One great use for music in the classroom is at the beginning or end of class. If students enter your class gradually over a period of time, playing music can keep the class entertained until class begins. One college professor let her students suggest songs to be played before class, and created PowerPoint slides for each with the song title and the artist. Soon her students started getting to class early to listen to the music and see if she’d play a song they submitted. The end of class is another wonderful time for music. Similar to the end credits in a movie, music can extend the impact of your presentation for a few extra minutes, and force the chaos and bustle of normal life to wait until students are outside of your classroom.

For an educational experience, finding production music that connects either historically or emotionally to your lesson can give your students another kind of connection to the subject. A history professor teaching the U.S. Civil War could find marching brass band music from the 1800’s. A writing professor introducing Swift’s “A Modest Proposal” could use British classical music. A math professor could use Arabic music while teaching algebra, and ancient Greek modes to accompany trigonometry lessons. A finance class on modern accounting could use upbeat, corporate-style music.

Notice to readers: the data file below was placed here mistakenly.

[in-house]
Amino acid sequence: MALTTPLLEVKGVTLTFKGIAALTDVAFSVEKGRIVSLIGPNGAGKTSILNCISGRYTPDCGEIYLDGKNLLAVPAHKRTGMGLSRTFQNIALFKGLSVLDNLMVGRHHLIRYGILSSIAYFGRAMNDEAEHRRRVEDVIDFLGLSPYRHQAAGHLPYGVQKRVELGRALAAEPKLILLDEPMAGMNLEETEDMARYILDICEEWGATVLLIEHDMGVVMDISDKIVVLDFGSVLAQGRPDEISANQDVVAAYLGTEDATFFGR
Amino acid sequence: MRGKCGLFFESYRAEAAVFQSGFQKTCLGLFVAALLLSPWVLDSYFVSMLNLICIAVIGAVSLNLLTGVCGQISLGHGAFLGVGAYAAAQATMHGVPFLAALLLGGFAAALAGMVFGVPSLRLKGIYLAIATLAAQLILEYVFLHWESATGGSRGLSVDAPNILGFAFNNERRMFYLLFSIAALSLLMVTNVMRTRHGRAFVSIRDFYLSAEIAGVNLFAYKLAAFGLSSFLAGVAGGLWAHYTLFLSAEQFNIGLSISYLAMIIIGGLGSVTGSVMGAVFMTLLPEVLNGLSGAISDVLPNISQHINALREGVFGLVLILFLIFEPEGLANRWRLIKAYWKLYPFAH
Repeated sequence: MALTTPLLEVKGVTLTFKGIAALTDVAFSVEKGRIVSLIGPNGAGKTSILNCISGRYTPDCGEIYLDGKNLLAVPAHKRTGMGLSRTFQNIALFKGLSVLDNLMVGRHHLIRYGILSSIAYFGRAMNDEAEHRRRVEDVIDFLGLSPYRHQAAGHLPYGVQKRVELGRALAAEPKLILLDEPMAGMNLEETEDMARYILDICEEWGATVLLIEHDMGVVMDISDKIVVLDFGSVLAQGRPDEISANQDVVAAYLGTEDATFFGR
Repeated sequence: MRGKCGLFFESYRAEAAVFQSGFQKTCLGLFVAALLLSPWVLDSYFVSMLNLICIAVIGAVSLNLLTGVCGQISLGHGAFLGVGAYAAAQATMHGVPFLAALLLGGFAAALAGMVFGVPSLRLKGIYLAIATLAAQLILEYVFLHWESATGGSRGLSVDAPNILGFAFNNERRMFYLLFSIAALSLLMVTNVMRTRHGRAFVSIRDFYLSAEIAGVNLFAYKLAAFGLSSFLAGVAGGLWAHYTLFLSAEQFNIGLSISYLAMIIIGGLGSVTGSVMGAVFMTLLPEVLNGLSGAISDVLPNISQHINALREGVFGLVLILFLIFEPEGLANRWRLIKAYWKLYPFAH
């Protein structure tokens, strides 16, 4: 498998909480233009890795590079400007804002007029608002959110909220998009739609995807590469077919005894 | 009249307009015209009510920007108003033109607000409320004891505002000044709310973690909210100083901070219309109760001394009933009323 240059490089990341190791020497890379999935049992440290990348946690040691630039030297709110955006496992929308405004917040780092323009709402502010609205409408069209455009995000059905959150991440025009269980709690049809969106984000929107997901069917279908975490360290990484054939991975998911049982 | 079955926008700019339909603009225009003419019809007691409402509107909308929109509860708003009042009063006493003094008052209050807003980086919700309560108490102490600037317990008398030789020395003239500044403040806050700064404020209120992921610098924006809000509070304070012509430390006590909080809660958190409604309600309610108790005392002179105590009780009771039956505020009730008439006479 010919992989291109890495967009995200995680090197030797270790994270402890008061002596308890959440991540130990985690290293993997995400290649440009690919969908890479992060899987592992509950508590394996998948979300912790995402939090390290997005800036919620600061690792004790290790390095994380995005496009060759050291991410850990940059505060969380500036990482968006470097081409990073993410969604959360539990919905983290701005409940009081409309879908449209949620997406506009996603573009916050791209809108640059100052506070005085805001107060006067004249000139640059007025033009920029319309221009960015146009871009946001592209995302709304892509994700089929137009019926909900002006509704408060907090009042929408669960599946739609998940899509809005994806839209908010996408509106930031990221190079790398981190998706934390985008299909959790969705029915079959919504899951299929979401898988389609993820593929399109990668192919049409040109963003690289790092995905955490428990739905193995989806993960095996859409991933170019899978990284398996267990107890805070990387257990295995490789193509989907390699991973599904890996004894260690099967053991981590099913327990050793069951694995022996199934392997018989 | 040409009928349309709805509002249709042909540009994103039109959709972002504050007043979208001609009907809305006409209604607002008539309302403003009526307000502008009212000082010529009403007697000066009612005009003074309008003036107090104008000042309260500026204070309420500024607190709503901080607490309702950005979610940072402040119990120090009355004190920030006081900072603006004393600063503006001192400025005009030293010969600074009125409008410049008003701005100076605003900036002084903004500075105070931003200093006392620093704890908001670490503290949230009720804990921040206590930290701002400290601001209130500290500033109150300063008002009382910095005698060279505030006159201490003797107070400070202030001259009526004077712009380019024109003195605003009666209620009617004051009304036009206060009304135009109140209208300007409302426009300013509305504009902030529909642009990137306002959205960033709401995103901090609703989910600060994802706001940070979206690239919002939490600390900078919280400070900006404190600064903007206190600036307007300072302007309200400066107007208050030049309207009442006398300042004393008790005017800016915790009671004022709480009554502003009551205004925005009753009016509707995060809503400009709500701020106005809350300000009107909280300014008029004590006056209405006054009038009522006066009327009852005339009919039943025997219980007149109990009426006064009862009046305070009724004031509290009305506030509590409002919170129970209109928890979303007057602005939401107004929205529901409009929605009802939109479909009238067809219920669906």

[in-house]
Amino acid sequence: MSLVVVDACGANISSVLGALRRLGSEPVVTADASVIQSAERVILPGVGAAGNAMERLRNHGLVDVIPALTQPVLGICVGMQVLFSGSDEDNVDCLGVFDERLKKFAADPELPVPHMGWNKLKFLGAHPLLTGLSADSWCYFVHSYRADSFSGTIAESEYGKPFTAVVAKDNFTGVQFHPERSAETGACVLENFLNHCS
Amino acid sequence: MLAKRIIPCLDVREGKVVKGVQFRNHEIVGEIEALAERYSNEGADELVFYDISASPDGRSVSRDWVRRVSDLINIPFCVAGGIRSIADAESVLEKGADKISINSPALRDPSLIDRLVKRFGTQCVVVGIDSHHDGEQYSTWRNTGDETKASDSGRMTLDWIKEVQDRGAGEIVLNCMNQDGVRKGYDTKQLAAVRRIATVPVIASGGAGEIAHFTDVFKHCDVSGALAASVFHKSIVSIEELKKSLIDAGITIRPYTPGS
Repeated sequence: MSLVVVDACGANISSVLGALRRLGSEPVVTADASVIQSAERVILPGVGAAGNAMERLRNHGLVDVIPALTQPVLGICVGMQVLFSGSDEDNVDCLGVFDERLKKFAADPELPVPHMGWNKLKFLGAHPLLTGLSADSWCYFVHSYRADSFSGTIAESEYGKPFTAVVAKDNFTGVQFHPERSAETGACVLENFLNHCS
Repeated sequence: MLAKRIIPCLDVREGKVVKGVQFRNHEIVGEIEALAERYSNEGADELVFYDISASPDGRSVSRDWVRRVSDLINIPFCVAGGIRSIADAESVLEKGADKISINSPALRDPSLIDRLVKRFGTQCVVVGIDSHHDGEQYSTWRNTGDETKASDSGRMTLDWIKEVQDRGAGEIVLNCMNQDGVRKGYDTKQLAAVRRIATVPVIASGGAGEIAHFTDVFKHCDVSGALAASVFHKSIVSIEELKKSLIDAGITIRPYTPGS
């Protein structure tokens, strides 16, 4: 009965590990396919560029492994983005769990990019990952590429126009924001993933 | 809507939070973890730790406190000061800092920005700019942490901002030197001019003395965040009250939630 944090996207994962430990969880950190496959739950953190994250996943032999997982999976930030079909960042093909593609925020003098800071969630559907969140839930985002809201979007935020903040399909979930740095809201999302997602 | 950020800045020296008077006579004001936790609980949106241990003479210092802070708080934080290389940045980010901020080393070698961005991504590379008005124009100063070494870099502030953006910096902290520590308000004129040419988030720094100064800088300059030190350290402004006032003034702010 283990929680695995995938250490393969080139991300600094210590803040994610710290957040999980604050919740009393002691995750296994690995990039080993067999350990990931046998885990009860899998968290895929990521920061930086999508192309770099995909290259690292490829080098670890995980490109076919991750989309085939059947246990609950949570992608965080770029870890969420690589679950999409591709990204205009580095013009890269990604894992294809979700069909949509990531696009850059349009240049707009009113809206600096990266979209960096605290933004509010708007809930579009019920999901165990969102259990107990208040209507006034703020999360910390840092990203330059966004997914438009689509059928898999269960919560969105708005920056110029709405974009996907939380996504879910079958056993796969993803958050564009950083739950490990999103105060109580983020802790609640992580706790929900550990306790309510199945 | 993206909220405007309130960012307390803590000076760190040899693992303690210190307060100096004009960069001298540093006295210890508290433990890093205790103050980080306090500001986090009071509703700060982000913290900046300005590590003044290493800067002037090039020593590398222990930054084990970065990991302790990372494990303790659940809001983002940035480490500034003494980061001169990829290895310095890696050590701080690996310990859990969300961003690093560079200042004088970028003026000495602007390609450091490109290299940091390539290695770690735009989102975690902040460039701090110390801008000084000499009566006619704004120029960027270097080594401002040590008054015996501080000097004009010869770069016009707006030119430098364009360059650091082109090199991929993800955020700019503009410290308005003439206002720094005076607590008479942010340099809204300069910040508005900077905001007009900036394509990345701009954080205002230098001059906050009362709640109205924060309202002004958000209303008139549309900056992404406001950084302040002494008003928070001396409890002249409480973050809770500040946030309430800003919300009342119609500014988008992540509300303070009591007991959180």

Quiet work periods in class are ideal for background music. In fact, many studies have shown that when students study with particular music in the background, they will perform better on a test if the same music is playing in the background than they will if they take the same test in silence. Some researchers have suggested from this that music can be used as an environmental memory cue to enhance learning. Finding music that matches the theme and tone of your lesson will make these quiet work periods resonate strongly with your students.

Licensing your production music from a music library guarantees you the right to use that music in your classroom. While playing a CD in class may not seem like a legal issue, it can actually get you and your institution in legal hot water. When you purchase a CD, the music on that CD is still owned by the copyright holder. You own the CD case, the liner paper, the plastic disc, and most important, the right to listen to the music “for personal use”, such as by yourself or with friends. Playing that CD for a large group such as a class, a business presentation, or a public event requires purchasing a public performance license from the composer’s performing rights organization, which can be both expensive and a hassle. The larger your school, the more likely it is for performing rights organizations to pay attention to whether you are respecting their artist’s rights. If this is an issue for your school, you can be secure that an educational license from Productiontrax gives you the right to perform your music in the classroom.